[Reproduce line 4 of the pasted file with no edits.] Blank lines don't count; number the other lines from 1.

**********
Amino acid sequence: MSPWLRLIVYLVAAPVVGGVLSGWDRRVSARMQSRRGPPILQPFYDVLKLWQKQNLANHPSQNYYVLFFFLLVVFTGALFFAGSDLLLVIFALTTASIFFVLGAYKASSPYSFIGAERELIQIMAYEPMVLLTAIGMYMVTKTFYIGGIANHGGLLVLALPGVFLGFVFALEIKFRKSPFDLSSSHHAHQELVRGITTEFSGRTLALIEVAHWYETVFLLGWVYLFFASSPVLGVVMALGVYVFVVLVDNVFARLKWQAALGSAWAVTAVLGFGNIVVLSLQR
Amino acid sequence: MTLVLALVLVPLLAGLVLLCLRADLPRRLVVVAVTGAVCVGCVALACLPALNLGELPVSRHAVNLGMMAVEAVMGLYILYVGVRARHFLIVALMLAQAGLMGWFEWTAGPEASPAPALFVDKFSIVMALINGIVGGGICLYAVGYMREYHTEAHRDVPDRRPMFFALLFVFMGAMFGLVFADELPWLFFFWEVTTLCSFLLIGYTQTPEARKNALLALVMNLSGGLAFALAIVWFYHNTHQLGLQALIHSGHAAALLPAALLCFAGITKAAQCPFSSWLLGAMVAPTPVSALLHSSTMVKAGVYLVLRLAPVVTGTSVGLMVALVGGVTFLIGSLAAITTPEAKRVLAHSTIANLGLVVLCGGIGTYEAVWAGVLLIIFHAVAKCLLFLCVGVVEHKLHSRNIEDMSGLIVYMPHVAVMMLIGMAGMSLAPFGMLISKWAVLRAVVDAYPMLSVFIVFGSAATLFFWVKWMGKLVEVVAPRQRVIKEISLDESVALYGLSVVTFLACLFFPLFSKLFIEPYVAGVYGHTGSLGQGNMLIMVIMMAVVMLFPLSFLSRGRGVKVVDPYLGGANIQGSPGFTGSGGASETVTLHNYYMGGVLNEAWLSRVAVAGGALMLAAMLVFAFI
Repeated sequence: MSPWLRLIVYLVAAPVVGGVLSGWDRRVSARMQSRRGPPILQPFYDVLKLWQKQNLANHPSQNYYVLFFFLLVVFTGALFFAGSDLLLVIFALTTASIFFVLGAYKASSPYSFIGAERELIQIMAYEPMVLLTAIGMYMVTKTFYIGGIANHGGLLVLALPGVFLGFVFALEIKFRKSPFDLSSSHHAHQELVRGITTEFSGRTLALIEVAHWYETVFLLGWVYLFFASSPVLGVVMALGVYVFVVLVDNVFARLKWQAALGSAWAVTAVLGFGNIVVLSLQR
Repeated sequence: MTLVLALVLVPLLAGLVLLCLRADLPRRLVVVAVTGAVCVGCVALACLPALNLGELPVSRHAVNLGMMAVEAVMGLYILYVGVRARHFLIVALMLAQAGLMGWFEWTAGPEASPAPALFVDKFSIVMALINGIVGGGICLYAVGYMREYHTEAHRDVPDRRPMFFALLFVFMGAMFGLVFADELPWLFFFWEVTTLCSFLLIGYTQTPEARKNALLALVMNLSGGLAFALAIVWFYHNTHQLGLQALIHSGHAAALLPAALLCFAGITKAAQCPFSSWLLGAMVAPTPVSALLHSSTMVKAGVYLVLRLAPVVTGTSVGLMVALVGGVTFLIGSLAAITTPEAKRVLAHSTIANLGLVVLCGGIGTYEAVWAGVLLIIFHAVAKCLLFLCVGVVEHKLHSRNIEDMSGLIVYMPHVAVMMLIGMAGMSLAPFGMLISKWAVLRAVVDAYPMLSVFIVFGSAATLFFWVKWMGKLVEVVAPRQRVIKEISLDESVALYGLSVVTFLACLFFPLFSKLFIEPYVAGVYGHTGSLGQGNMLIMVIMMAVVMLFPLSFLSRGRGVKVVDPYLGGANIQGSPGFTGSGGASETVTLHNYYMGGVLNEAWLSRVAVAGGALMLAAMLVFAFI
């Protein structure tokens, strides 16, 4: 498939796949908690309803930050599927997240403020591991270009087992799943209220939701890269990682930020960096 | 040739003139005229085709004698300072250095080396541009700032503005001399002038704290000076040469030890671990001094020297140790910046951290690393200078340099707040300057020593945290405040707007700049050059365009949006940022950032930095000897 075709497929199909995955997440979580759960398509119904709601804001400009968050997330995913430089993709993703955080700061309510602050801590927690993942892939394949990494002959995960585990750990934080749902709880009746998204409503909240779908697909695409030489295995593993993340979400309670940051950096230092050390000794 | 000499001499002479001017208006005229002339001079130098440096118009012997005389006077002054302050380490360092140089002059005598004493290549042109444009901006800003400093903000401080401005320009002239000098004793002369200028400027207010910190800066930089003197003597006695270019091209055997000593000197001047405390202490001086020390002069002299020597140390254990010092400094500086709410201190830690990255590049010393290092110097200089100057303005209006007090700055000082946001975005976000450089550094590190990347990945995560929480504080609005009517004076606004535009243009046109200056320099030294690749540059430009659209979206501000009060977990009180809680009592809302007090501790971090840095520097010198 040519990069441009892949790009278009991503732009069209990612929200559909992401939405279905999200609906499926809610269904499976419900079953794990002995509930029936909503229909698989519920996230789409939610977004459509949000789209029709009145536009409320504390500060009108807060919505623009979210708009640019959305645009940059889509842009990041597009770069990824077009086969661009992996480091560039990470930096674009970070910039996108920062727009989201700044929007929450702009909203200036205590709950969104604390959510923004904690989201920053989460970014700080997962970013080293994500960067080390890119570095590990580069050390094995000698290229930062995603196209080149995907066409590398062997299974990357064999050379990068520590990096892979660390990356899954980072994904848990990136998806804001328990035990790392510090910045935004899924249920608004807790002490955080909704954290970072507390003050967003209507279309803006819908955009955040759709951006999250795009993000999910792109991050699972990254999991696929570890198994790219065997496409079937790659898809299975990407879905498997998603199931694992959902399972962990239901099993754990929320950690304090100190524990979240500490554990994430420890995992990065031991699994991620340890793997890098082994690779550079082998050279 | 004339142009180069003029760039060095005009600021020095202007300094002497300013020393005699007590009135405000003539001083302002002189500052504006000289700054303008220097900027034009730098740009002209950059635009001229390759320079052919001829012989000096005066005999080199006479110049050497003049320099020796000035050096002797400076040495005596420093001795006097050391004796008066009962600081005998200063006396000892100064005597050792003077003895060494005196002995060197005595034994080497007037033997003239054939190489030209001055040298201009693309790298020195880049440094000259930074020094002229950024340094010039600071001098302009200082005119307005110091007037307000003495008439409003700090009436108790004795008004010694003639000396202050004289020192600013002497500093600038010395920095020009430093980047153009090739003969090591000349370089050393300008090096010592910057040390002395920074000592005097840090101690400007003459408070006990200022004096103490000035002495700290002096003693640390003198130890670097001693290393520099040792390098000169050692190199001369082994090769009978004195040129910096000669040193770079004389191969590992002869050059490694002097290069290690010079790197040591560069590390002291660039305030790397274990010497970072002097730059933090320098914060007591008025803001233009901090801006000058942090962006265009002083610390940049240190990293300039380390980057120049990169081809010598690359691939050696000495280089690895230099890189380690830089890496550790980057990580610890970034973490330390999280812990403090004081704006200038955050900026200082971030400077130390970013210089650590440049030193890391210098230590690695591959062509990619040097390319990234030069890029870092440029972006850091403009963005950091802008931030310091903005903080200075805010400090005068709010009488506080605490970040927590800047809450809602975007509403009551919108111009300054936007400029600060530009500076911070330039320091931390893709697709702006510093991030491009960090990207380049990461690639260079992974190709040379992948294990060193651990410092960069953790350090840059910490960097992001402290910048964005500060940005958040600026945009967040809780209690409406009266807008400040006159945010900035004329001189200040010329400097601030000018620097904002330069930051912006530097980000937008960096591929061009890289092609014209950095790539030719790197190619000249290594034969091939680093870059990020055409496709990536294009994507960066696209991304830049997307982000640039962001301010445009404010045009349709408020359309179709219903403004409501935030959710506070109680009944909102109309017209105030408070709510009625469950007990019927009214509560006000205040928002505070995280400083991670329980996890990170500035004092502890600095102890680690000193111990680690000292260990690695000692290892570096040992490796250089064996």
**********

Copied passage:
Repeated sequence: MTLVLALVLVPLLAGLVLLCLRADLPRRLVVVAVTGAVCVGCVALACLPALNLGELPVSRHAVNLGMMAVEAVMGLYILYVGVRARHFLIVALMLAQAGLMGWFEWTAGPEASPAPALFVDKFSIVMALINGIVGGGICLYAVGYMREYHTEAHRDVPDRRPMFFALLFVFMGAMFGLVFADELPWLFFFWEVTTLCSFLLIGYTQTPEARKNALLALVMNLSGGLAFALAIVWFYHNTHQLGLQALIHSGHAAALLPAALLCFAGITKAAQCPFSSWLLGAMVAPTPVSALLHSSTMVKAGVYLVLRLAPVVTGTSVGLMVALVGGVTFLIGSLAAITTPEAKRVLAHSTIANLGLVVLCGGIGTYEAVWAGVLLIIFHAVAKCLLFLCVGVVEHKLHSRNIEDMSGLIVYMPHVAVMMLIGMAGMSLAPFGMLISKWAVLRAVVDAYPMLSVFIVFGSAATLFFWVKWMGKLVEVVAPRQRVIKEISLDESVALYGLSVVTFLACLFFPLFSKLFIEPYVAGVYGHTGSLGQGNMLIMVIMMAVVMLFPLSFLSRGRGVKVVDPYLGGANIQGSPGFTGSGGASETVTLHNYYMGGVLNEAWLSRVAVAGGALMLAAMLVFAFI